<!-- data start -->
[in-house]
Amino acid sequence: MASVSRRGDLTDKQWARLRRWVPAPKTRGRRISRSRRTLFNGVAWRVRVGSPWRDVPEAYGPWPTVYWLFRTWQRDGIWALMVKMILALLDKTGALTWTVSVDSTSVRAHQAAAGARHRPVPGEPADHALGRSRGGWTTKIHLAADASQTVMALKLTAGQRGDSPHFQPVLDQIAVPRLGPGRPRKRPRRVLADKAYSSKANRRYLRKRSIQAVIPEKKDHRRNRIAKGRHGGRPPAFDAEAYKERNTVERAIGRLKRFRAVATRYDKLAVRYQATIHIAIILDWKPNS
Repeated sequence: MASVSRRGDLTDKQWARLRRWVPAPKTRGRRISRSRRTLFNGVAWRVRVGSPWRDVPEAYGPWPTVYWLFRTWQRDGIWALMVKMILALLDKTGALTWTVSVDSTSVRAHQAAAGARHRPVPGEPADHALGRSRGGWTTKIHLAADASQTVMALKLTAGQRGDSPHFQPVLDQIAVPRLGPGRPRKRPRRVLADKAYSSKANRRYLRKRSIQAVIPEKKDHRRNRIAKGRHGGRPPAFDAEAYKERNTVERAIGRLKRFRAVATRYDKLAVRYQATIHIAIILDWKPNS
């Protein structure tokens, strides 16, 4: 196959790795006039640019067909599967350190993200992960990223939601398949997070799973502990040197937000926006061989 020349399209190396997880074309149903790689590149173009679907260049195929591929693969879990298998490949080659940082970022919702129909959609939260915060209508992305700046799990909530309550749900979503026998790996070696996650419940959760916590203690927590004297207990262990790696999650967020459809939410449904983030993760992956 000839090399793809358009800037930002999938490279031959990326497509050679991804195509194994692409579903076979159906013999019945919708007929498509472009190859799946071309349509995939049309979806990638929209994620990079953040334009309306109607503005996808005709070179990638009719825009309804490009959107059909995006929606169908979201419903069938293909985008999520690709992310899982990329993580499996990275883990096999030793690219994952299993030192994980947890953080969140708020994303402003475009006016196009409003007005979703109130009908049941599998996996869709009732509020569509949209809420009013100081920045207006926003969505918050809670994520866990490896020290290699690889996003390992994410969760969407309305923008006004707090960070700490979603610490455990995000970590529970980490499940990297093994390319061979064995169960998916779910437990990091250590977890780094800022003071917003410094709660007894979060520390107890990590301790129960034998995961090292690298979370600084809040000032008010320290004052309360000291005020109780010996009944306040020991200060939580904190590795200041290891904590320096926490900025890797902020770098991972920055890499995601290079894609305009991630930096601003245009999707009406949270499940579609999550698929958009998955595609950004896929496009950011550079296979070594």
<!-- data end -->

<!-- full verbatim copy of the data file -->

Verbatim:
[in-house]
Amino acid sequence: MASVSRRGDLTDKQWARLRRWVPAPKTRGRRISRSRRTLFNGVAWRVRVGSPWRDVPEAYGPWPTVYWLFRTWQRDGIWALMVKMILALLDKTGALTWTVSVDSTSVRAHQAAAGARHRPVPGEPADHALGRSRGGWTTKIHLAADASQTVMALKLTAGQRGDSPHFQPVLDQIAVPRLGPGRPRKRPRRVLADKAYSSKANRRYLRKRSIQAVIPEKKDHRRNRIAKGRHGGRPPAFDAEAYKERNTVERAIGRLKRFRAVATRYDKLAVRYQATIHIAIILDWKPNS
Repeated sequence: MASVSRRGDLTDKQWARLRRWVPAPKTRGRRISRSRRTLFNGVAWRVRVGSPWRDVPEAYGPWPTVYWLFRTWQRDGIWALMVKMILALLDKTGALTWTVSVDSTSVRAHQAAAGARHRPVPGEPADHALGRSRGGWTTKIHLAADASQTVMALKLTAGQRGDSPHFQPVLDQIAVPRLGPGRPRKRPRRVLADKAYSSKANRRYLRKRSIQAVIPEKKDHRRNRIAKGRHGGRPPAFDAEAYKERNTVERAIGRLKRFRAVATRYDKLAVRYQATIHIAIILDWKPNS
């Protein structure tokens, strides 16, 4: 196959790795006039640019067909599967350190993200992960990223939601398949997070799973502990040197937000926006061989 020349399209190396997880074309149903790689590149173009679907260049195929591929693969879990298998490949080659940082970022919702129909959609939260915060209508992305700046799990909530309550749900979503026998790996070696996650419940959760916590203690927590004297207990262990790696999650967020459809939410449904983030993760992956 000839090399793809358009800037930002999938490279031959990326497509050679991804195509194994692409579903076979159906013999019945919708007929498509472009190859799946071309349509995939049309979806990638929209994620990079953040334009309306109607503005996808005709070179990638009719825009309804490009959107059909995006929606169908979201419903069938293909985008999520690709992310899982990329993580499996990275883990096999030793690219994952299993030192994980947890953080969140708020994303402003475009006016196009409003007005979703109130009908049941599998996996869709009732509020569509949209809420009013100081920045207006926003969505918050809670994520866990490896020290290699690889996003390992994410969760969407309305923008006004707090960070700490979603610490455990995000970590529970980490499940990297093994390319061979064995169960998916779910437990990091250590977890780094800022003071917003410094709660007894979060520390107890990590301790129960034998995961090292690298979370600084809040000032008010320290004052309360000291005020109780010996009944306040020991200060939580904190590795200041290891904590320096926490900025890797902020770098991972920055890499995601290079894609305009991630930096601003245009999707009406949270499940579609999550698929958009998955595609950004896929496009950011550079296979070594």